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DECK THE HOLIDAY'S: TEN AGES OF CHRISTMAS, PART I !

Monday, November 30, 2015

TEN AGES OF CHRISTMAS, PART I !

   Some of the celebrations we associate with Christmas today began way before Christianity developed, so that by medieval times traditions of mid-winter feasting were long established. Later the Puritans banned some festivities, but other 'holyday' pleasures still survived. It was not until the reign of Queen Victoria that many of today's customs - such as decorating fir trees - really took off.





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Medieval

Fire, light and evergreens

   Pre-Christian, northern societies used to enliven the dark days of the winter solstice with a celebration of fire, light and jollity, to create relief in the season of nature's dormancy and to hurry along the renewal of springtime. Christmas, as the celebration of the birth of Christ, was also a winter festival which gradually incorporated many pagan traditions, one of which was the burning of fires to ward away dark and evil spirits.
   The tradition of decorating the home with native evergreens is a truly ancient one. Since pagan times evergreens have been valued for their ability to retain signs of life in the middle of winter - even in some instances producing berries and flowers.
   Early Christians displayed evergreen plants in the home to symbolise everlasting life. Holly, ivy and evergreen herbs such as bay and rosemary were the most commonly used, all with symbolic meanings that were familiar to our ancestors. Rosemary, for remembrance, and bay, for valour, are still well known. Holly and ivy were a particularly popular combination, the holly traditionally thought to be masculine and ivy feminine, giving stability to the home.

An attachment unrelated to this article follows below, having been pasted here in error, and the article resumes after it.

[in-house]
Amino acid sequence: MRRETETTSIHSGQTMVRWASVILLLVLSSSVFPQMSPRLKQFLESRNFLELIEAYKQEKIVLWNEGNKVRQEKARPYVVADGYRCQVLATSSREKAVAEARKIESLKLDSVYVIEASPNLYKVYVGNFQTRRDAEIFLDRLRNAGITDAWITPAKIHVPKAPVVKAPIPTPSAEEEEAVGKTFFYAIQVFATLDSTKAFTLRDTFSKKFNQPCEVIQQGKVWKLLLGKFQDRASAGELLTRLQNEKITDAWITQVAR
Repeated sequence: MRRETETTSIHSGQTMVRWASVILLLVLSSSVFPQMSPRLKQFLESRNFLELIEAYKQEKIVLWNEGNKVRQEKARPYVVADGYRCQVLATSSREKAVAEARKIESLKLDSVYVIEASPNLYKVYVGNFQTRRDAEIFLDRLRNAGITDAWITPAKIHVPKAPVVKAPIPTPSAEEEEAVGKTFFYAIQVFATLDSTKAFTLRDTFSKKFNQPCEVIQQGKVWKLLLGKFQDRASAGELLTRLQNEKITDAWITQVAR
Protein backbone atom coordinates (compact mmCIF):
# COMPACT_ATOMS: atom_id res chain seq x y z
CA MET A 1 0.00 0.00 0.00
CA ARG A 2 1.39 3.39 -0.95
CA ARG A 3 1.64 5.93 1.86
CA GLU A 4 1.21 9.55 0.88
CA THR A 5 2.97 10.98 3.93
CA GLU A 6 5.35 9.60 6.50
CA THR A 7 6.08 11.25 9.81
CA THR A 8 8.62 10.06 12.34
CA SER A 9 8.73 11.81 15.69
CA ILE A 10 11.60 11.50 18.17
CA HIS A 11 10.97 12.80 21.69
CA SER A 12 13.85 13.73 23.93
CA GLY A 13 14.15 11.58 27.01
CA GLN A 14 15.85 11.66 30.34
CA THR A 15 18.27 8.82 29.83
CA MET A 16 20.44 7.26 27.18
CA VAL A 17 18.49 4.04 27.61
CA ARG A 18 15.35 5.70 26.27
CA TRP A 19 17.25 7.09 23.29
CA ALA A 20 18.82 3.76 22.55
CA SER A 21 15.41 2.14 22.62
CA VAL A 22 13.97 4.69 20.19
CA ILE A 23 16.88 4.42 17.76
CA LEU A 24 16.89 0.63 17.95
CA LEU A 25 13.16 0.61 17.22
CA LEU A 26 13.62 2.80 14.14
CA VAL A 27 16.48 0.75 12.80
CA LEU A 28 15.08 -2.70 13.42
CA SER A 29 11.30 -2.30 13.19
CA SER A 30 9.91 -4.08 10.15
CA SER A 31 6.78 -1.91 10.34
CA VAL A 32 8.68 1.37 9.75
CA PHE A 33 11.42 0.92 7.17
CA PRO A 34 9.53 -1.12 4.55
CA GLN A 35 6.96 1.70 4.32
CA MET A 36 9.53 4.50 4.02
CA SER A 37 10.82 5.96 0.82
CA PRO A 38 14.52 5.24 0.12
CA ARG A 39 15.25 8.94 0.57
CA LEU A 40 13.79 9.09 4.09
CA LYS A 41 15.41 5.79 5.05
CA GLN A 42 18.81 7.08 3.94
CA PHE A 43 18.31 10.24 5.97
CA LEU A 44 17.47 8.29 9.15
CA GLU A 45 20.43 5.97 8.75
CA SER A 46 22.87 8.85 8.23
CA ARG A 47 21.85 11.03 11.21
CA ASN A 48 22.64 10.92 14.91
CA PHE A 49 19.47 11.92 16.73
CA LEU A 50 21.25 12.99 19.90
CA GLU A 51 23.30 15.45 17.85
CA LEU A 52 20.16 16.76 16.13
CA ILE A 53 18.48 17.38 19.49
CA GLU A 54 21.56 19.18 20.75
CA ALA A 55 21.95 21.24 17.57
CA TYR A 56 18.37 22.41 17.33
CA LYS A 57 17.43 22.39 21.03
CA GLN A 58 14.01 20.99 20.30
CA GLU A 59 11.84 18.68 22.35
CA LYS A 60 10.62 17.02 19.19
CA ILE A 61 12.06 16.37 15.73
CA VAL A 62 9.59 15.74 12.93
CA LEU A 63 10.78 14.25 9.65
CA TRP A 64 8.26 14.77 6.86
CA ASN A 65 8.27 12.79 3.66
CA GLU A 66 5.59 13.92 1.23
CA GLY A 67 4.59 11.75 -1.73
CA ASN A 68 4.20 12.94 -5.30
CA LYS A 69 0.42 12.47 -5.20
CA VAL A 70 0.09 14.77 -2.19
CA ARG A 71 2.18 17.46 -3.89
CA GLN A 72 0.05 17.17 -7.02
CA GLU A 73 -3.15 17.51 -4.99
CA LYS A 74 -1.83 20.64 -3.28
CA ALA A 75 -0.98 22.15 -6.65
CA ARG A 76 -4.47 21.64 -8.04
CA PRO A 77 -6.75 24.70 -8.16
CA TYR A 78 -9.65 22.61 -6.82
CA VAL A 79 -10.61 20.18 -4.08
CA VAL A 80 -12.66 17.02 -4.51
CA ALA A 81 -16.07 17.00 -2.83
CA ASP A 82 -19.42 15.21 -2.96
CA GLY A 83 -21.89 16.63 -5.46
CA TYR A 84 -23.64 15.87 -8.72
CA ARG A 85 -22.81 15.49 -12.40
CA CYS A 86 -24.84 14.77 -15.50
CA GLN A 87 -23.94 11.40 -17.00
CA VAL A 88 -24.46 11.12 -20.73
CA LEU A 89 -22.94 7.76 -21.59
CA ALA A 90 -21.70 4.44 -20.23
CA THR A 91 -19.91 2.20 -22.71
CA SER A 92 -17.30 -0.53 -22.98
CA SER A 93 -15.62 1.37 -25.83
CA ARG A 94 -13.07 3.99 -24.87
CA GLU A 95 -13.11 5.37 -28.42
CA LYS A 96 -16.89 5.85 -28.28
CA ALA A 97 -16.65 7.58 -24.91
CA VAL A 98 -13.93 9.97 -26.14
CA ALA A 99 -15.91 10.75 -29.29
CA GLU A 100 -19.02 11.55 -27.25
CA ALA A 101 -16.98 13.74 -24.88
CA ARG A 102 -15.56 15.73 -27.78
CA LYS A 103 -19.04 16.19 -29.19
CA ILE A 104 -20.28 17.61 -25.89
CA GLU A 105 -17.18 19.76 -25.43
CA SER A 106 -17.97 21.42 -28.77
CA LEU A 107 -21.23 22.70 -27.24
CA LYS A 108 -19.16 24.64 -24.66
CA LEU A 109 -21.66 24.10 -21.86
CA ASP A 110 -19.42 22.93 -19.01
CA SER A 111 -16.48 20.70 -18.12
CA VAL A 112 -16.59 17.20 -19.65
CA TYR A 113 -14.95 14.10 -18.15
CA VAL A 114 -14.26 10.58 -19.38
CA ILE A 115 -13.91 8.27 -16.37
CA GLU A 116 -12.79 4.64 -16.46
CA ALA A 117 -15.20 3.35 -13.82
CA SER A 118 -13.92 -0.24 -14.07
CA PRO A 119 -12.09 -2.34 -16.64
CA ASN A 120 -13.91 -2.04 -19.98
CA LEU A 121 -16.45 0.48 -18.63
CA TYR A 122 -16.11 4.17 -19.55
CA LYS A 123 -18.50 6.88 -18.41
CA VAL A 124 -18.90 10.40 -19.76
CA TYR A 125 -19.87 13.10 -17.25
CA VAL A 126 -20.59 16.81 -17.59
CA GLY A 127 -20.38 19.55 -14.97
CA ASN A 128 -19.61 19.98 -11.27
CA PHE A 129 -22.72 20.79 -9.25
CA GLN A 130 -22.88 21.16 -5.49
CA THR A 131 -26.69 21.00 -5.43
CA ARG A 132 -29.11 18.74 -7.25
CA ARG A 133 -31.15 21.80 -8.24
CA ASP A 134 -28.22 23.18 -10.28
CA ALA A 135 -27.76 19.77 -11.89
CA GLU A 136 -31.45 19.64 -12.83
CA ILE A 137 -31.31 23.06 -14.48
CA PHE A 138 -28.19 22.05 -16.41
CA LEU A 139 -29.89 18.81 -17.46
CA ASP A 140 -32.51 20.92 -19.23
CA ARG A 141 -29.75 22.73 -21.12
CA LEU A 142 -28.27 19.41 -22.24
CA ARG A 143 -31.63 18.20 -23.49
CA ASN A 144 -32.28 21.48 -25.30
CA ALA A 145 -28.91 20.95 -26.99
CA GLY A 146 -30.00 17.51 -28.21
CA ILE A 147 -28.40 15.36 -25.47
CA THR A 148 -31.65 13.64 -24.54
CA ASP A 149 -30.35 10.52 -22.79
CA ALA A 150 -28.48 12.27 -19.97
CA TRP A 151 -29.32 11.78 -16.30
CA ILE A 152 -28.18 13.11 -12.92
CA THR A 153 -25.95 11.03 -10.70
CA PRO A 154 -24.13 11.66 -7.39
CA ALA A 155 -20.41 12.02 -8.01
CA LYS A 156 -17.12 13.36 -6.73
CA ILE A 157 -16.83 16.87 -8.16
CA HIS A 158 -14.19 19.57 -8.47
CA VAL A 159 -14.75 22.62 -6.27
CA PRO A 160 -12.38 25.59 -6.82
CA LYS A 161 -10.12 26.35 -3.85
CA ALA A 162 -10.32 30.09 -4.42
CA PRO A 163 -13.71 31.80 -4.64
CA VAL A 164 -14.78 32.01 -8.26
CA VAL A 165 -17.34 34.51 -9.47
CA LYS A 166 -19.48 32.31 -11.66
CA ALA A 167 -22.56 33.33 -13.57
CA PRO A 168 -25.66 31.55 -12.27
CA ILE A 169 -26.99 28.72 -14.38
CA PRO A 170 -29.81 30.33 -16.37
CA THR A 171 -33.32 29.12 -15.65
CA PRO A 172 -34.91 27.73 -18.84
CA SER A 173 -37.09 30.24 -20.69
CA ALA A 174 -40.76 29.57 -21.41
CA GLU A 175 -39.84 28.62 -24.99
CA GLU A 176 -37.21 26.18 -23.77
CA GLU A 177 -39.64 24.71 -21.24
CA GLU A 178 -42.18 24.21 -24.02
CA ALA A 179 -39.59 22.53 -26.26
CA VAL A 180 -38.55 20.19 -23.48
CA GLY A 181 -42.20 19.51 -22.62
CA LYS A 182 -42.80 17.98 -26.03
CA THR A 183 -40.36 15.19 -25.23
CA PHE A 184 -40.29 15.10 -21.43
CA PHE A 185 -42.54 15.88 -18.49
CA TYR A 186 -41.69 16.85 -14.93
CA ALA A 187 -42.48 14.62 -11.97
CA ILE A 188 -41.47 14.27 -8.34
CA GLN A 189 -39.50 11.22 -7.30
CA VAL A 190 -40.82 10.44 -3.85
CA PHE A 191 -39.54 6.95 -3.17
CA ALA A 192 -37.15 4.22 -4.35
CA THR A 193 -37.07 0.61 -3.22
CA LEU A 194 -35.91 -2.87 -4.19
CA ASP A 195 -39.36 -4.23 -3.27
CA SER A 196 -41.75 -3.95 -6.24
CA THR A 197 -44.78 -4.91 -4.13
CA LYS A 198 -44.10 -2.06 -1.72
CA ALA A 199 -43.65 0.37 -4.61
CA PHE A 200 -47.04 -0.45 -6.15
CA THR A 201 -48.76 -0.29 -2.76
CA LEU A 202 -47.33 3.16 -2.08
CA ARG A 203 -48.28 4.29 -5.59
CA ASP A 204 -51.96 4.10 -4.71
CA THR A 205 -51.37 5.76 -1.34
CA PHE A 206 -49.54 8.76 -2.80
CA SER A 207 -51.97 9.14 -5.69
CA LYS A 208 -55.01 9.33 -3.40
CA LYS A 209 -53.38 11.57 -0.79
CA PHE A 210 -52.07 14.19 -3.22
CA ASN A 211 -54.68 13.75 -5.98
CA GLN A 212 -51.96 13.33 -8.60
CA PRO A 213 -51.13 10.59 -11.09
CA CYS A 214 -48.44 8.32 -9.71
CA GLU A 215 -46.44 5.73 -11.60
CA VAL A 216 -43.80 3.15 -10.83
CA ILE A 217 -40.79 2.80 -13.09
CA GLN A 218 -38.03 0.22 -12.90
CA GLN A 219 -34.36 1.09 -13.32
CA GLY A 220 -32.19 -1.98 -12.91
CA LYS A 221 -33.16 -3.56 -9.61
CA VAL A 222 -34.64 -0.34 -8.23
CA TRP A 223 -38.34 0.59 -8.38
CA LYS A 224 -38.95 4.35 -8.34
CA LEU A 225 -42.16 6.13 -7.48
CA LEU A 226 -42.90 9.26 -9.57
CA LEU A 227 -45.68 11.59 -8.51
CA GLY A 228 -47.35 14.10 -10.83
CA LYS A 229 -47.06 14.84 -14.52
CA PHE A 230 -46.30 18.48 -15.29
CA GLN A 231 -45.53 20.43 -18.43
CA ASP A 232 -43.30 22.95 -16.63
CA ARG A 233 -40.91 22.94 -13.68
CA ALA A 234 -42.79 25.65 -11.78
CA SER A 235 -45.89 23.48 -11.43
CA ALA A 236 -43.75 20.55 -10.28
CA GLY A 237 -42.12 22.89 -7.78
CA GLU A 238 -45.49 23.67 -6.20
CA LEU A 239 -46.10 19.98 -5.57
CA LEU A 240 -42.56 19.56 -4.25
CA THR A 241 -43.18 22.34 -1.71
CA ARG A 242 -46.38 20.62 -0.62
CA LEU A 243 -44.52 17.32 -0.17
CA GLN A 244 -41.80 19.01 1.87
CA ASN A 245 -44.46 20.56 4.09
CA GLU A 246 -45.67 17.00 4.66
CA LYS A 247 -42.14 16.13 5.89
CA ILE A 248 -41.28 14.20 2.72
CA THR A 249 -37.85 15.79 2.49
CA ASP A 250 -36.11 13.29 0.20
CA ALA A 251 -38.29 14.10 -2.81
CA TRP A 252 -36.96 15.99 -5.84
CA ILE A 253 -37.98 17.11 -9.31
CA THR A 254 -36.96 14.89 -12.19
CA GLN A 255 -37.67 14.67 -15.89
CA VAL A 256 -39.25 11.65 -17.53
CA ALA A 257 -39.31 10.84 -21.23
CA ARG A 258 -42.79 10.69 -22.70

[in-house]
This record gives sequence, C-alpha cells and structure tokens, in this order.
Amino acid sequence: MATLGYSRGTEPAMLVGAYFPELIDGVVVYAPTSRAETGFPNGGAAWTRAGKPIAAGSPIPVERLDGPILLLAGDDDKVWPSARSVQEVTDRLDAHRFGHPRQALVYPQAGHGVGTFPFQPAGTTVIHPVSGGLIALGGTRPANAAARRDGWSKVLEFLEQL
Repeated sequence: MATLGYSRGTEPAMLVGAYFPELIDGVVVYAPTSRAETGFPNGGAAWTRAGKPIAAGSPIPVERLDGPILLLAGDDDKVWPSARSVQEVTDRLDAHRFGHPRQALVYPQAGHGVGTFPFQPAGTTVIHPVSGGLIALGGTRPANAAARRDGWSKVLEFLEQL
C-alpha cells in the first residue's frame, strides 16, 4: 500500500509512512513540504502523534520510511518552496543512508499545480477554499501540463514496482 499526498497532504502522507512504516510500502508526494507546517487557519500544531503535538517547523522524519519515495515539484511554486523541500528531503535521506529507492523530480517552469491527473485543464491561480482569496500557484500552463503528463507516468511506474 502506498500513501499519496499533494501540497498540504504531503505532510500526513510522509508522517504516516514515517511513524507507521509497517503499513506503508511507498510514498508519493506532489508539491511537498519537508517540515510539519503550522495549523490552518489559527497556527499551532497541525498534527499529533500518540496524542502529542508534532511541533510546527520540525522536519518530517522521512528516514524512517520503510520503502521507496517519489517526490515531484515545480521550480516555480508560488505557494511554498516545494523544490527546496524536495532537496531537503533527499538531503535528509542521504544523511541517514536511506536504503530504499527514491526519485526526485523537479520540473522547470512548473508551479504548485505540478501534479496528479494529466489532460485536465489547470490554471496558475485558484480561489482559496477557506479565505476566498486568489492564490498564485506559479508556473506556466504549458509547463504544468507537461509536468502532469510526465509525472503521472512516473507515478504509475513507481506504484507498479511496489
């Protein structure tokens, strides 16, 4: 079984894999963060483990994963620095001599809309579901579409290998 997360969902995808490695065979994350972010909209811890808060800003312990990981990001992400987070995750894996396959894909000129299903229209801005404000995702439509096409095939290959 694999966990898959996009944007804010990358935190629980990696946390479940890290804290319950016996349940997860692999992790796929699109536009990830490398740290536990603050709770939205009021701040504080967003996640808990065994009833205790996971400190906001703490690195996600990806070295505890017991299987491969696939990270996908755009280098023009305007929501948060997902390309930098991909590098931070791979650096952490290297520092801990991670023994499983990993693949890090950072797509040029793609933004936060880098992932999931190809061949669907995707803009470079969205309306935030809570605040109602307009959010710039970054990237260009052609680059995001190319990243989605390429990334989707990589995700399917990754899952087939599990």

A kissing-bough was often hung from the ceiling. This would consist of a round ball of twigs and greenery, decorated with seasonal fruit, such as apples. It was the precursor to the bunch of mistletoe, under which no lady could refuse a kiss. Mistletoe was sacred to the Druids and was once called 'All Heal'. It was thought to bring good luck and fertility, and to offer protection from witchcraft.
   In the medieval period, the Yule log was ceremoniously carried into the house on Christmas Eve, and put in the fireplace of the main communal room. Often decorated with greenery and ribbon, it was lit with the saved end of the previous year's log and then burnt continuously for the Twelve Days of Christmas, providing much needed light and warmth.





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Elizabethan

The banqueting course

'Sugar, spice and everything nice ...'

   The exhortation to 'eat, drink and be merry' epitomised Christmas in Elizabethan England. A highlight of the season was the Christmas feast, which, in those households that could afford it, culminated in a 'banqueting course' of sweet and colourful delicacies.
   A banquet, or sweetmeat, course allowed the host to display his wealth and status. It also provided its creator, often the lady of the house, an opportunity to show her culinary and artistic skills. Sugar, very expensive at the time and considered to have medicinal properties, was the key ingredient of most of the elaborate dishes.
   They were prepared and displayed to dazzle the guests with their beauty, delicacy and wit. The latter was provided by the creation of whimsical foods designed to deceive the eye. 'Collops of bacon', made from ground almonds and sugar, were a great favourite, as were walnuts, eggs and other items made from sugar-plate, a substance of egg, sugar and gelatine which could be moulded successfully into almost any form the cook might conceive. Another popular sweetmeat was 'leech', a milk-based sweet made with sugar and rosewater, which was cut into cubes and served plain or gilded, arranged as a chequerboard.